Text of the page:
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. Last Updated: 07/27/2016

Federal Securities Law An 'Evolutionary' Step

On April 16, 1996, President Boris Yeltsin signed a new federal law (No.39-FZ, "On the Securities Market"), that became effective April 25. The new law is evolutionary rather than revolutionary. In general, it codifies provisions formerly scattered among a number of edicts, regulations, and instructions. Among the principal new provisions are:


?The governing regulatory authority is renamed the Federal Securities Market Commission and given expanded powers.


?Periodic disclosure, including quarterly reports and reports of significant events, is now required.


?The registration process for the issuance and sale of securities by open joint stock companies has been modified.


?Restrictions on insider trading have been toughened.


?The obligations of registrars and depositaries are set forth in considerably more detail.


?A framework for the establishment of self-regulatory organizations has been provided.


As far as brokers and dealers are concerned, the chief new feature is the introduction of the concept of "professional participant in the securities market," which includes not only brokers and dealers but also depositaries, clearing houses, registrars, and the broadly defined "securities managers." Professional participants, which can be either legal entities or individuals registered as entrepreneurs, must be licensed by the Commission or by agencies authorized by the Commission.


Given Russia's traditional reliance on book entries rather than share certificates, the new law gives more prominence than one might expect to depositaries. They are defined in the new law and made subject to a number of obligations and restrictions.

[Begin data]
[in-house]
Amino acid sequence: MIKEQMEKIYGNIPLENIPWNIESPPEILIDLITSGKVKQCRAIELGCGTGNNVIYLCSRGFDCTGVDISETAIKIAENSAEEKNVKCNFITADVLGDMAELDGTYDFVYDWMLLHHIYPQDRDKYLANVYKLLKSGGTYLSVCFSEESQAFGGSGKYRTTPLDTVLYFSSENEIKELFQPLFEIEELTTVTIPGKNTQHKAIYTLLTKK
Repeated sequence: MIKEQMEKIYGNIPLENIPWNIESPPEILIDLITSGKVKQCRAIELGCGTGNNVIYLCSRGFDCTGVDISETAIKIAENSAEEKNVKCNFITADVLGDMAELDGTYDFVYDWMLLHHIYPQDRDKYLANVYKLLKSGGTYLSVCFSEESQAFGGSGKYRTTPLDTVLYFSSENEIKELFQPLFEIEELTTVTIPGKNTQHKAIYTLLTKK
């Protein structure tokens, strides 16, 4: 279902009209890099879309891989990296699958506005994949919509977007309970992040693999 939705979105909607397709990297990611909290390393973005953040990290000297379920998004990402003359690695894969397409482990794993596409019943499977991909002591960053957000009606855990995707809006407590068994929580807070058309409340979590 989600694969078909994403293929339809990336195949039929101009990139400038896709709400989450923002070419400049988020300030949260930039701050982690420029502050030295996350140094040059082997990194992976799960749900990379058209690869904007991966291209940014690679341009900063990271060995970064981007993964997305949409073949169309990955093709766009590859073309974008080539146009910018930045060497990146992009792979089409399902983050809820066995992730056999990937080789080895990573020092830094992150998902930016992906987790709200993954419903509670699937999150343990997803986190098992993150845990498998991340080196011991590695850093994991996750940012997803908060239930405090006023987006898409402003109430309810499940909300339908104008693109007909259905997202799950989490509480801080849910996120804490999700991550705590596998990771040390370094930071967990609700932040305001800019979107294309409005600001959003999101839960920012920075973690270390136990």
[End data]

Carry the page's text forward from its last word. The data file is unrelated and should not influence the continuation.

The law distinguishes in detail among bearer securities, securities evidenced by a share certificate ("certificated securities"), and "uncertificated" or book-entry securities. It also creates a hybrid of the last two forms by allowing the issuer of certificated securities to require that the securities be stored in a centralized depositary.


Article 8, the longest single article in the securities law, is designed to make registrars both independent in fact and reliable, setting forth in considerable detail provisions for their establishment and operation.


The securities law requires quarterly reports resembling the U.S. quarterly report. The quarterly reports are to contain, among other things, financial statements, discussions of significant transactions, and discussions of events leading to increases or decreases of more than 10 percent in the issuer's assets. The report must be filed within 30 days of the end of the quarter.





Jim Christiansen is an attorney specializing in securities law at the Moscow practice of Coudert Brothers.